The claimant, a 28-year-old woman, received £141,054 for the fourth-degree tear of the anal sphincter and rectum she sustained whilst undergoing a forceps delivery in January 2012. She underwent surgical repair procedures but continued to suffer faecal urgency, incontinence and embarrassment.
On 21 January 2012 the woman gave birth at a hospital of the defendant trust (D). She underwent a forceps delivery and during the procedure she suffered a fourth-degree tear involving the external anal sphincter, the internal anal sphincter and the rectal mucosa.
Unfortunately, the woman required a surgical repair of the tear. She was subsequently discharged to return home on 23 January 2012. However, she continued to experience problems subsequently and in October 2012 she underwent a secondary sphincter repair.
Even after surgery, the woman continued to suffer faecal urgency, incontinence and symptoms of passive faecal incontinence. The woman was also very embarrassed about the incident and found it difficult to come to terms with what had occurred.
Evidence suggested that it was likely that she would require further surgical treatment in the future but not immediately. She would also be more vulnerable to suffering psychological problems in the future. She required psychotherapy to help her come to terms with what had occurred and to protect her from suffering such problems in the future.
The woman instructed a specialist medical negligence solicitor to pursue a claim for compensation.
Supportive evidence was obtained and a claim was made against D. It was alleged that the registrar was negligent in stumbling or slipping whilst undertaking a forceps delivery
However, liability was denied and it was argued that the registrar had not slipped or stumbled but had merely taken a step backwards to adjust his posture. D contended that, even if the registrar had stumbled whilst the forceps were still inside the vagina, such action was not negligent and that third and fourth-degree tears could occur non-negligently.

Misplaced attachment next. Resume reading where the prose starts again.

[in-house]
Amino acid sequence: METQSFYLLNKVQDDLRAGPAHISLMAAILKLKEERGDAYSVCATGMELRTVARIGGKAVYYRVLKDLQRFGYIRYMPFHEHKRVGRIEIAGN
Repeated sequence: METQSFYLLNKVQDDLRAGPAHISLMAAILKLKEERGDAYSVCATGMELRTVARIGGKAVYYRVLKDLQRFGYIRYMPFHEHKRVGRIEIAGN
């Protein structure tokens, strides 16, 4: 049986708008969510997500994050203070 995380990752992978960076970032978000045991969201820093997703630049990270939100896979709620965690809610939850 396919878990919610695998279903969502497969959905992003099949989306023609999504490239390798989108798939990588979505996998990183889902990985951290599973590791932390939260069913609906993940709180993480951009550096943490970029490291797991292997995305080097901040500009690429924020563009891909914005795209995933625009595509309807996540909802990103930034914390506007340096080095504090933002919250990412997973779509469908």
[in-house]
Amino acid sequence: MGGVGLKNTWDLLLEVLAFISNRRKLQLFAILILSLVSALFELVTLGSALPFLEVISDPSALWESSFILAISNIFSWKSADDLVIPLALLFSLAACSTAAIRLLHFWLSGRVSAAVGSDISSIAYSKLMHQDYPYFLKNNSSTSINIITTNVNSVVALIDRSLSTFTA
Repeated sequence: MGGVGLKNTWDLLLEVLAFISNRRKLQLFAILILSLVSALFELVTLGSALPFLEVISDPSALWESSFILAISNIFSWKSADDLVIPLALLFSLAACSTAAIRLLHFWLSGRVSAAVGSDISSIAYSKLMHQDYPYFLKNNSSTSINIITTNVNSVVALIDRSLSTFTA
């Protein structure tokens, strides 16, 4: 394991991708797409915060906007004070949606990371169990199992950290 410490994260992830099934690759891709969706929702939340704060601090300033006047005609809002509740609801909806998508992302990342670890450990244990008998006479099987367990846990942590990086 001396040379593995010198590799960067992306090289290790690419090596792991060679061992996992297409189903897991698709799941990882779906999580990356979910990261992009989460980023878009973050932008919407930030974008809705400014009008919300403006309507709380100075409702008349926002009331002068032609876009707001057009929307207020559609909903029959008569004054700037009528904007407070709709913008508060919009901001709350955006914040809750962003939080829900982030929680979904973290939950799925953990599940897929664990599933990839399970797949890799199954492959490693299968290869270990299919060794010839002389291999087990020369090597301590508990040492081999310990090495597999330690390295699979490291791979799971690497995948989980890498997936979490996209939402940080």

Following a trial it was established that the injuries were caused by the registrar stumbling or slipping whilst undertaking a forceps delivery, thereby causing a sudden and forceful downward movement of the forceps blades. That was then transmitted mainly through the anal sphincter or rectum, causing a fourth-degree tear.
Damages were assessed in the sum of £141,054.
“As can be seen from the facts in this case, claims for medical negligence are very complex and input from specialist solicitors is required to ensure that the Claimant receives the compensation that they deserve. If you, or anyone you know, has suffered injuries as a result of medical negligence, contact Biscoes Solicitors for a free consultation and advice. We are able to pursue claims on a no win no fee basis.”
Contact our specialist personal injury, medical negligence and industrial disease solicitors on 0800 413 463 or visit www.biscoes-law.co.uk for more information. You can also follow us on twitter using the handle @biscoesmedneg